The purpose of this paper is to explore how the Empire Marketing Board used enhanced marketing tools and approaches to reduce British consumer bias against foreign products. The paper asks: “How have marketers historically increased foreign exports to domestic markets?”
The paper comprises an historical account of the Empire Marketing Board during the 1920s and 1930s. Applying a qualitative approach, it relies on archival materials gathered by the author in the United Kingdom – including official and personal papers; newspaper and poster advertisements of the Board; and existing scholarship for its information.
The Board used three strategies in its advertisements: collaboration, showing how domestic and overseas markets were linked in mutually beneficial ways; globalization, emphasizing the expansive “home” market and the benefits of removing borders; and producer profiles, narrating the producers of imperial products to create the desire to benefit producers.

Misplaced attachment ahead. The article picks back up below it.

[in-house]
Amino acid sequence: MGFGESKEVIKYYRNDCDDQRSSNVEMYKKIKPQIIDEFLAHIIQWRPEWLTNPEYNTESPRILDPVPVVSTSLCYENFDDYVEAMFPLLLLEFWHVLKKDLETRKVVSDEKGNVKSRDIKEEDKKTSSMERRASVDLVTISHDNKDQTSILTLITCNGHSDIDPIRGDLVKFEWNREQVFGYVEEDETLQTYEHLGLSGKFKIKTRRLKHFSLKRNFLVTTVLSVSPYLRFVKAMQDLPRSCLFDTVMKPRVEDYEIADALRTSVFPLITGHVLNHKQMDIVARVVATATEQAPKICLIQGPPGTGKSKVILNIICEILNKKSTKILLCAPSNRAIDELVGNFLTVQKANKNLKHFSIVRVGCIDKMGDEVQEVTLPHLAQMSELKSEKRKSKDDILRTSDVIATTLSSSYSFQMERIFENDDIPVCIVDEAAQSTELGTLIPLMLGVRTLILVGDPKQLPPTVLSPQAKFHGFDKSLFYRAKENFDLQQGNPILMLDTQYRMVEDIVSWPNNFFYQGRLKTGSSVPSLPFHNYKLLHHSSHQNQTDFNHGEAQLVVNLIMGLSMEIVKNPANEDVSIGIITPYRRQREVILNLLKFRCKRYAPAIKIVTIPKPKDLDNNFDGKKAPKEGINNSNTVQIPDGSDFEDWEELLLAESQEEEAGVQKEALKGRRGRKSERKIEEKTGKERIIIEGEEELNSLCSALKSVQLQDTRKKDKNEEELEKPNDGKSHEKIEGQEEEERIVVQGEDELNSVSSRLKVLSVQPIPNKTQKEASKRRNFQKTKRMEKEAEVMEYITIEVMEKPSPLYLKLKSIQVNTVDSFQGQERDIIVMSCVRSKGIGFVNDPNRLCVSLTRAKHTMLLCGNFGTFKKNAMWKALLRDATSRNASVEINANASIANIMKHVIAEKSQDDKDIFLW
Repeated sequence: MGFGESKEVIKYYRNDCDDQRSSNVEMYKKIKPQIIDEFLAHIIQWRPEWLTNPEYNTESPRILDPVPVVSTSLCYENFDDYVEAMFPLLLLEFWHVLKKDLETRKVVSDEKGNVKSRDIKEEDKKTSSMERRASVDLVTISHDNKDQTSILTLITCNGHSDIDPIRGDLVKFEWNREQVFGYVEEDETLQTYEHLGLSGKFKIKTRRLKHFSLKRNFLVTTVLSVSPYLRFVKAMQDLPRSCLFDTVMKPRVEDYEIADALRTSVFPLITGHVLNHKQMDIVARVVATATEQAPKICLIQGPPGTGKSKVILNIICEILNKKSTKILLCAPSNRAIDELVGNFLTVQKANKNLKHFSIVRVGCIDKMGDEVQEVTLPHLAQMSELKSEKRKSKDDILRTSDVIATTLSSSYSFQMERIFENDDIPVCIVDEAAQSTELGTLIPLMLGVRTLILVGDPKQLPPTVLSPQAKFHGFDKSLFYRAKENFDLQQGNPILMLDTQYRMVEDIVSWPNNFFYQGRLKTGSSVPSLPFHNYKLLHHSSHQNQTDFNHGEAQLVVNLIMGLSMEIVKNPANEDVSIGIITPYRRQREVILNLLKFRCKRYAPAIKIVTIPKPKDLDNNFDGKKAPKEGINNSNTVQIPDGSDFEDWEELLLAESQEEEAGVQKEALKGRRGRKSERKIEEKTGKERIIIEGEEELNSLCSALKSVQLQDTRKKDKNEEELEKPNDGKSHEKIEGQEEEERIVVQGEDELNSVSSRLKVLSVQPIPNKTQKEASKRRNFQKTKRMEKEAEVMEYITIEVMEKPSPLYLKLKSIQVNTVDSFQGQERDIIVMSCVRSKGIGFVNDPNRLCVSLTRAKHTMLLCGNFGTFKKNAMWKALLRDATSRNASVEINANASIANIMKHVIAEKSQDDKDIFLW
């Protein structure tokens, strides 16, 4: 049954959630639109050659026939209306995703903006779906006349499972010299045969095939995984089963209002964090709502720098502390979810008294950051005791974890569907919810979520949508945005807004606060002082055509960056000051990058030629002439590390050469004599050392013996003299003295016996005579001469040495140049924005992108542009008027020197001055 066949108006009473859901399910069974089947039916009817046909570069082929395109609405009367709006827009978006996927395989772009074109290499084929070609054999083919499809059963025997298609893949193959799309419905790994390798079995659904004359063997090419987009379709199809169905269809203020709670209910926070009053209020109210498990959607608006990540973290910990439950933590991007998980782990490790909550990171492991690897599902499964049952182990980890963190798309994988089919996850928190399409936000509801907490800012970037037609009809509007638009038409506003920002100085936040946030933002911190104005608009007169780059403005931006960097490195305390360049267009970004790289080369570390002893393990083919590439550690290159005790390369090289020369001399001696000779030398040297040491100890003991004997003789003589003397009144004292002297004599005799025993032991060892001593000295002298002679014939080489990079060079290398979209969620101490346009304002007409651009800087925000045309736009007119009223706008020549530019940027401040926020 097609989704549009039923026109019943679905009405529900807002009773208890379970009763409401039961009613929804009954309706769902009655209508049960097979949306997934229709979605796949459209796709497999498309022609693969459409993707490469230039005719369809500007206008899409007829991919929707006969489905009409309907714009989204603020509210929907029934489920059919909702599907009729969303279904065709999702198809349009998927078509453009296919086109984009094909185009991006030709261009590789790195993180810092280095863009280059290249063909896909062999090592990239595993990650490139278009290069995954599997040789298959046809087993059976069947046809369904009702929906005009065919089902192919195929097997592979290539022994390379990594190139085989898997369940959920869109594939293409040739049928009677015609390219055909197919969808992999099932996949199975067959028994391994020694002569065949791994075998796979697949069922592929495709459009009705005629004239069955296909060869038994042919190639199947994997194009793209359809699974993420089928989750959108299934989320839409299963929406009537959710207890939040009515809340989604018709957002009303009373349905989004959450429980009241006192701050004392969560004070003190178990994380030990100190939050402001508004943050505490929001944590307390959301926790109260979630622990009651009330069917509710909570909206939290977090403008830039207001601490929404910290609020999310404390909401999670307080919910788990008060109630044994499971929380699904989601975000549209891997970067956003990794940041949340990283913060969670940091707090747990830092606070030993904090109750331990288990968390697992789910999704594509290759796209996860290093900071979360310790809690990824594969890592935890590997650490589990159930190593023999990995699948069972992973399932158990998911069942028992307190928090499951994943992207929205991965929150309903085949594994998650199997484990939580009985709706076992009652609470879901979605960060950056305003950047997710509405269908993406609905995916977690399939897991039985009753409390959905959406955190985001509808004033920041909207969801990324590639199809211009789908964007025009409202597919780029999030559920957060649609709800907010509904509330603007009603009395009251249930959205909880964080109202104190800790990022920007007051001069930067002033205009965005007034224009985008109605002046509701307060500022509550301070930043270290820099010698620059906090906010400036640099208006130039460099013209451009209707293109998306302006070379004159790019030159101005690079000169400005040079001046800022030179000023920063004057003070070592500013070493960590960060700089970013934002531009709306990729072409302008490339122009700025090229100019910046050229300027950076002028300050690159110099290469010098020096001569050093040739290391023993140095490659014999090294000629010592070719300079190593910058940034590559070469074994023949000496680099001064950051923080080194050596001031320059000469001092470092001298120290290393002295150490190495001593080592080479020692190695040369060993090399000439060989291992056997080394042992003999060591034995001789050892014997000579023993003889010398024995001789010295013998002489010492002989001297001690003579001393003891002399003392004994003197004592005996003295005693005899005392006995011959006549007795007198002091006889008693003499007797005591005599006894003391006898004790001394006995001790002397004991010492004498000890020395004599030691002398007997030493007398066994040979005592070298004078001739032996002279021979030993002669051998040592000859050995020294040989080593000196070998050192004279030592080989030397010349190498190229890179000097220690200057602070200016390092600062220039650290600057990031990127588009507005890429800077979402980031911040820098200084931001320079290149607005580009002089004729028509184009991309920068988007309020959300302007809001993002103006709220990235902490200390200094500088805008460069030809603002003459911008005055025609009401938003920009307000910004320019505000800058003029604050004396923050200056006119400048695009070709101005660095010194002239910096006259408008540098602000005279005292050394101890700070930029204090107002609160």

The strategies of the Board are not dissimilar to fair trade campaigns used by the private sector today, notably in coffee. Looking forward, these approaches could be valid ways for companies today to reduce consumer bias against foreign goods, and this paper hopes to be a stepping-stone for future research.
Analyzing under-used archival sources, the paper illuminates the complex processes and ideologies embedded within the Board’s campaigns. The Empire Marketing Board played an important role in the interwar British consumer conceptualization of the relationship between Britain and her Empire, construction of a global British “home” market and the familiarization of imperial producers.
The author thanks George Bernstein, Josh Beck and George Watson for their valuable input on this project.
Moore, J. (2016), "Selling empire: a historical perspective on selling foreign products in domestic markets", Journal of Historical Research in Marketing, Vol. 8 No. 2, pp. 263-283. https://doi.org/10.1108/JHRM-07-2015-0023Download as .RIS
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